Monday, December 03, 2007

ETA Killing - The Mystery Still Remains

The circumstances surrounding Saturday's shooting of two members of the Guardia Civil in France are still not very clear. It is possible to accept as a coincidence that the two policemen and the ETA members alleged to be responsible were having breakfast in the same cafe. What is more difficult to understand is how those who carried out the shooting managed to identify their targets as policemen, given that they were in plain clothes. I have read this afternoon that a witness has reported them inspecting the car of the victims before the shooting took place. This raises even more questions, how would they even know which car belonged to the two policemen in the first place?

I can't help wondering about the possibility of a massive failure in the undercover surveillance operation and that the suspected members of ETA knew they were being watched and even possibly recognised those who were watching them. Unless the officer who survived the attack comes out of coma and fills in some of the missing details it is possible we will never know. In the meantime either the Spanish Interior ministry, or the press, is embellishing the account of what happened with details which they can hardly be in a position to provide.

Meanwhile, all political parties are putting on a formal show of unity; but in reality it has not lasted long. A 5 minute silence in Madrid today was completely disrupted by the intolerant antics of a noisy group of Partido Popular (PP) supporters. One of the PSOE councillors attending had to be escorted away at the end of the act as these lovers of liberty were threatening him. Those who created this monster bear some responsibility for its behaviour. The PP has also made clear its intention of pressing on the issue of illegalising parties like Acción Nacionalist Vasca (ANV) which refuse to condemn ETA attacks. Sadly, the government is showing signs of playing with the same issue by claiming that the refusal to condemn the shooting may be used in such a process. Nothing has really changed in the position of parties like ANV, and if their existence was not illegal before then there is no reason why it should be so now. All the arguments used on this question are entirely political, but then the law in question has always been based on such judgements, were it otherwise the simple refusal to pronounce on an issue could never be seen as an illegal act.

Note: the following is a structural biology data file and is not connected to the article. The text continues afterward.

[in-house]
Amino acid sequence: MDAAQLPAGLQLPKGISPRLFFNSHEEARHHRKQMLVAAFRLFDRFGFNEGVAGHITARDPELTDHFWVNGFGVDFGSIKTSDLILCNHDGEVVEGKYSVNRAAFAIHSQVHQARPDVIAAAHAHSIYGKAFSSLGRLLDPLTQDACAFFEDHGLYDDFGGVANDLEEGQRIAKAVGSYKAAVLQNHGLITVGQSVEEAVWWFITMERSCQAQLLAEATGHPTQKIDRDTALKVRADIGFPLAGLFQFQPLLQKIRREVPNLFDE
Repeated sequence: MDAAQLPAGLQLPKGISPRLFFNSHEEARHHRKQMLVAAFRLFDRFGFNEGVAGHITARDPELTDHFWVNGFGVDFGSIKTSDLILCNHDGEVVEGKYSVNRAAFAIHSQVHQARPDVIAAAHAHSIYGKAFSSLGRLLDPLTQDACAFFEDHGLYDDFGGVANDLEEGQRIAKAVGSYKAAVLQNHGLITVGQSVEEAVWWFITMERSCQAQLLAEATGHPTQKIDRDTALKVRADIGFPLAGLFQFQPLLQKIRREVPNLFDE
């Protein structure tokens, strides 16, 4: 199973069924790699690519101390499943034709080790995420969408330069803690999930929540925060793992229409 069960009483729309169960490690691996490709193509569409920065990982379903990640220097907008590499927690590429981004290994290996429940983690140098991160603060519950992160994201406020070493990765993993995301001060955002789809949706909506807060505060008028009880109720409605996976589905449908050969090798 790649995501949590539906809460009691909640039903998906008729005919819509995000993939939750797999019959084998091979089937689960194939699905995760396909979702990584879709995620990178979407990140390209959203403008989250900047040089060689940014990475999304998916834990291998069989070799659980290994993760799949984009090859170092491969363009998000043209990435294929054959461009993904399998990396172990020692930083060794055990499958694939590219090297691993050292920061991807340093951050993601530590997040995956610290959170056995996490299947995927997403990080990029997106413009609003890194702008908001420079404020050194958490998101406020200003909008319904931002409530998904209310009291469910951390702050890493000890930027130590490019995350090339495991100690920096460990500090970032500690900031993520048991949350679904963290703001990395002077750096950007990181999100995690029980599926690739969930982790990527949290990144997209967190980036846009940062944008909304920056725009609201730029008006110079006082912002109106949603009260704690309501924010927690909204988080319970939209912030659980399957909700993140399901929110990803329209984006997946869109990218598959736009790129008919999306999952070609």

Katie said...

Truly disturbing behavior on the part of PP supporters. The front page of El Mundo today bears a photo of some crazed looking people screaming at PSOE member Pedro Zerolo--utterly pathetic.

Graeme said...

Yes, they turned what was supposed to be a serious homage into an attack on Zerolo because he is gay! For all their talk of liberty, these people would have problems finding the word in the dictionary.

Fortunately the AVT, the Peones Negros and their fellow travellers decided not to support today's demonstration because it involves too much cross party unity for their liking. On this evidence, I'm sure they weren't missed.